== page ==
Then when you call him out on it he says “Hey, it’s legal!”

    • taw46 says:

      I could have accepted it if he lost fair and square. But “fair and square” went away a long time ago, it has turned into an all out assault on him and his voters. 2008 all over again.

      • Myiq2xu™ says:

        The assault on his supporters is beyond the pale.

        • Myiq2xu™ says:

          On just about any blog or news site (except this one) if you make any comment that seems to be the least bit supportive of Trump you will be called names and personally attacked.

          • taw46 says:

            I know. Same with Twitter. And by people I admired as fair and intelligent, who could make their point without being insulting. And their humor was great, not mean in any way. All gone now. Just don’t understand this, they have driven so many people away. Do they really think everyone will forgive and forget? Read them again?

          • Myiq2xu™ says:

            I have started unfollowing people before they cross the line and make me block them.

          • DeniseVB says:

            Yeah, PTSD from 2008. Little difference between the Obots and NeverTrumps. I went from Edwards to Team Hillary because her supporters were nicer to me🙂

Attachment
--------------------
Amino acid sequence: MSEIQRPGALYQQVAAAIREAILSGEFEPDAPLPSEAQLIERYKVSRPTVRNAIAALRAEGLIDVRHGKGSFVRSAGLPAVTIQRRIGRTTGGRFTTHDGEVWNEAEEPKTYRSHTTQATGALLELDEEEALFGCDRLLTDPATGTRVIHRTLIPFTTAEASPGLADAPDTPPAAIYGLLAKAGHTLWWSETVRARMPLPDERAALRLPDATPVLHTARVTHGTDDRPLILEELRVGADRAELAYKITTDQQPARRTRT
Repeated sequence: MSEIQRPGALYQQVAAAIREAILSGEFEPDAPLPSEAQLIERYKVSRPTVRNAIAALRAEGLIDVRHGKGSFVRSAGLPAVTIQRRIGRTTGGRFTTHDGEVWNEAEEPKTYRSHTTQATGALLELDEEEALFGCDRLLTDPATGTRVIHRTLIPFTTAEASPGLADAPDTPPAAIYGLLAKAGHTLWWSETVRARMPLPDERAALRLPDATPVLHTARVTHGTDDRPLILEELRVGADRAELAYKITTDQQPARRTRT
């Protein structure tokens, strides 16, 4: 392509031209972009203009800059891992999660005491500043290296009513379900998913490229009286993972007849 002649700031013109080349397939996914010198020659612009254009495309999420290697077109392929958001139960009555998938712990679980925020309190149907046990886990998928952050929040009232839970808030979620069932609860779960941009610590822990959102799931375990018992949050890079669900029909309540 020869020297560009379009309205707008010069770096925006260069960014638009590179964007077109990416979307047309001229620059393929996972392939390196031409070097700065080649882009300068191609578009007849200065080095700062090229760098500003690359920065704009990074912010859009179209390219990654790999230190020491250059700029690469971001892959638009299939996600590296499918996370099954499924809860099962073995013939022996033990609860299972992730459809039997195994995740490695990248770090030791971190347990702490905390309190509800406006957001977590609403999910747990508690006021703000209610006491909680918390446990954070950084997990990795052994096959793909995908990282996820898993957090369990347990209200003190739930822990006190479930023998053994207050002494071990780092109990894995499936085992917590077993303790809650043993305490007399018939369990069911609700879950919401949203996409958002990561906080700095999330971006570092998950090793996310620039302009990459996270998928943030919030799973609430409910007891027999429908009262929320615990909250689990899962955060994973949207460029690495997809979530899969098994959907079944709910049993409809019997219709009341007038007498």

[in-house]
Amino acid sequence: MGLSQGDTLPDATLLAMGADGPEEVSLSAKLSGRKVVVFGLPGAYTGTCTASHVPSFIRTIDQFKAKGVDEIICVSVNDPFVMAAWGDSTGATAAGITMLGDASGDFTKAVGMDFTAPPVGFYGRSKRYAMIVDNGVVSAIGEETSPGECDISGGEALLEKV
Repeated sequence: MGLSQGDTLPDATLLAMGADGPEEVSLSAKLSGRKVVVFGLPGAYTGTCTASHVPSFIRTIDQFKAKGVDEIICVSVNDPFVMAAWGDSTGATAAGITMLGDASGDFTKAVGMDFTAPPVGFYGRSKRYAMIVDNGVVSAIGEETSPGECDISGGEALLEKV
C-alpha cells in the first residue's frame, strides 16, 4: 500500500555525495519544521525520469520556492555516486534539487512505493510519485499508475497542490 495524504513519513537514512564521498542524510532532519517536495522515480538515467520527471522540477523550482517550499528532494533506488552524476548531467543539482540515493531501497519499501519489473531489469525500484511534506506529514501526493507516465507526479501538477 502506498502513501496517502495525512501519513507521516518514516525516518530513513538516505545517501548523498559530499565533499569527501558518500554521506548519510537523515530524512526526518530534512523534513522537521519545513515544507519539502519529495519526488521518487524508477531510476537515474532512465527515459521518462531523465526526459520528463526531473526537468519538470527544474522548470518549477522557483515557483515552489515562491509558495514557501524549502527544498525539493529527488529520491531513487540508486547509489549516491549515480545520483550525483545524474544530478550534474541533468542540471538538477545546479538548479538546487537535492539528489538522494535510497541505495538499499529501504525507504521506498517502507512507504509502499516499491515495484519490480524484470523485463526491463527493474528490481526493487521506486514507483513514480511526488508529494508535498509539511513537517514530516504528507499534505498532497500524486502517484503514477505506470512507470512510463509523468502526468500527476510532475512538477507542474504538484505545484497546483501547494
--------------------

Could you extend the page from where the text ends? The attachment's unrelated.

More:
• elliesmom says:

            I have a very dear lesbian friend who goes off the rails if I say anything positive about Donald Trump. I personally don’t think Trump gives a shit one way or the other about LGBT issues. Which at this point is my position. She is married and someone baked her a lovely cake. She has a good job and has had spousal benefits even before she was legally able to marry. She’s in the process of adopting a child, and she is more than welcome in her neighborhood. I honestly don’t know what else she wants. So I sat her down and said, “I’m not a single issue voter, and if I was, my issue wouldn’t be your issue. We can agree not to talk about Donald Trump, but if you bring him up, you can’t expect me to remain silent when what you say isn’t true.” It’s killing her, but it worked.

          • Myiq2xu™ says:

            I miss the good old days when we talked politics and religion f2f and you could disagree with someone, argue about it for hours (over beers) and then part as friends. Most of the time you would go back the next night and do it again.